The historical record as we know it, however, is devoid of information documenting the third sandstone offspring. For years Barry and I have examined oral histories, perused historic photographs and interrogated old-timers, looking for information that might help resolve this riddle. Despite our diligence, we have come up entirely empty. Not long after our friend put the bite on me, I sat in Barry’s office lamenting our inability to solve this topographic teaser. “Well”, Barry pointed out, “you never were good at that sort of thing anyway. Why don’t you just offer a reward?” “A reward”, I shot back, a bit too defensively, “aren’t those for outlaws, miscreants and persons gone missing?” “Sure”, he said, “but there’s no reason you can’t use one to locate the mislaid monolith." Despite my belief he had underestimated my critical thinking skills, I wondered whether he might be on to something and went to discuss the problem with Priscilla. Priscilla’s grandmother had always referred to the twins as her babies, so I concluded she might have some valuable insight.

Priscilla agreed we should use our limited resources to resolve this quandary once and for all. As a result, Barry and I have pooled our pesos and determined to issue a bounty on the truant. Therefore, the first person providing verifiable evidence of the existence of the third sibling will receive a $500.00 cash reward. The offer stands so long as Barry and I are standing. Let the hunt begin.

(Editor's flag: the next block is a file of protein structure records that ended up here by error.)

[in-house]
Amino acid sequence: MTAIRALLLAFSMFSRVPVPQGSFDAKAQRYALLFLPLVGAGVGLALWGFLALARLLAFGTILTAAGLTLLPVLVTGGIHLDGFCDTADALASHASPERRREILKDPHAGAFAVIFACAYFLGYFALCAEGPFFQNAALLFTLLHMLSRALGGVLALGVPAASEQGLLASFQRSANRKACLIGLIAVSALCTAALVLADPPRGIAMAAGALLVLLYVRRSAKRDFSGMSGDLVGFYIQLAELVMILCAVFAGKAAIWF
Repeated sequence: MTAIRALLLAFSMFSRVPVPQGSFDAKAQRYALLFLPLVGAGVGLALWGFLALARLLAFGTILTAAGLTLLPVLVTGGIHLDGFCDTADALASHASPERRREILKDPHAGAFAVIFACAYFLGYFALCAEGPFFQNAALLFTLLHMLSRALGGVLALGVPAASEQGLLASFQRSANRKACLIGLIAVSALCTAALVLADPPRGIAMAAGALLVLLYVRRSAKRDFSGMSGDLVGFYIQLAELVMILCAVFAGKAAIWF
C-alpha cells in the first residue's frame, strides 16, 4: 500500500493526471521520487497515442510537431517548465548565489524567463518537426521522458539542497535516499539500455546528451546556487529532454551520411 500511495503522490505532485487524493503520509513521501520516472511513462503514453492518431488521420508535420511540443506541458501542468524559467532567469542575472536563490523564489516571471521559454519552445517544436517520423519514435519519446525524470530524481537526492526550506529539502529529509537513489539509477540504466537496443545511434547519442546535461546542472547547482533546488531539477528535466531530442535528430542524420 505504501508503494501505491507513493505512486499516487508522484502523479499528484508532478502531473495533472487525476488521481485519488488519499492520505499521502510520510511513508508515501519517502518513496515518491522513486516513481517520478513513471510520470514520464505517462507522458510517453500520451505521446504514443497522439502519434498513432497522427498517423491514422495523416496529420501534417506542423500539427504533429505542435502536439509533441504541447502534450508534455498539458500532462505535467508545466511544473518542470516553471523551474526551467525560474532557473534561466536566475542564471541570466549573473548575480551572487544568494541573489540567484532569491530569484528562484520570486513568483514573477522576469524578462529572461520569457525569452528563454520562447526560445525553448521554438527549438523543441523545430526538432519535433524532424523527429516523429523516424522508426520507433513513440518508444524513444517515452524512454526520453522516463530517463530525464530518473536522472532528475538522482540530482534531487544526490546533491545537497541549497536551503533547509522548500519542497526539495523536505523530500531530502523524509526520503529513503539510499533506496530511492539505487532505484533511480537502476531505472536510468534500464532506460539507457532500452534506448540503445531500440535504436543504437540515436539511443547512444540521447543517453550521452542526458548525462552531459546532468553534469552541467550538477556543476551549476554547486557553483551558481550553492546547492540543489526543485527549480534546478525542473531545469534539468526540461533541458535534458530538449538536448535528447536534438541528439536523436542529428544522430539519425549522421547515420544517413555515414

With warm regards from Steve Simpson and the team;
Barry, Priscilla and Danny.

Friday, November 20, 2015

Tumbling Tumbleweeds

Last week I was manning the sales counter at Twin Rocks and visiting with customers when a strong storm blew in. Because the weather has been pleasingly moderate, we have been leaving the Kokopelli doors wide open so we can experience the outside world while working inside. As I casually conversed with a California couple concerning several pieces of Navajo jewelry they had recently inherited, I became interested in what was happening on the porch. As I watched through the open doors, several tumbleweeds rolled clumsily past, heading east along our wide red porch. A few minutes later, those same high desert travelers rolled back in a westerly direction.

As the man rambled on about an old turquoise, cluster style bracelet, the woman noticed my distracted gaze and followed it out the door. "Ooh!" she commented, interrupting her husband, "The wind must be gusting in circles. It reminds me of that old cowboy song, the one about tumbling tumbleweeds. Who sang it anyway?" "I think it was The Son's of the Pioneers", I said, "They also sang Ghost Riders, they were great." "Yes!" she said exuberantly and began to hum, then sing Tumbling Tumbleweeds. Let's just say her singing voice was . . . less than great. I smiled amicably as she sang. Then her husband scrunched his face, put a hand on her sleeve and shut her down. “That's the one!", I said with gusto, trying to ease the hurt.
Navajo Sleeping Beauty Turquoise Cluster Bracelet - Eugene Livingston (#141)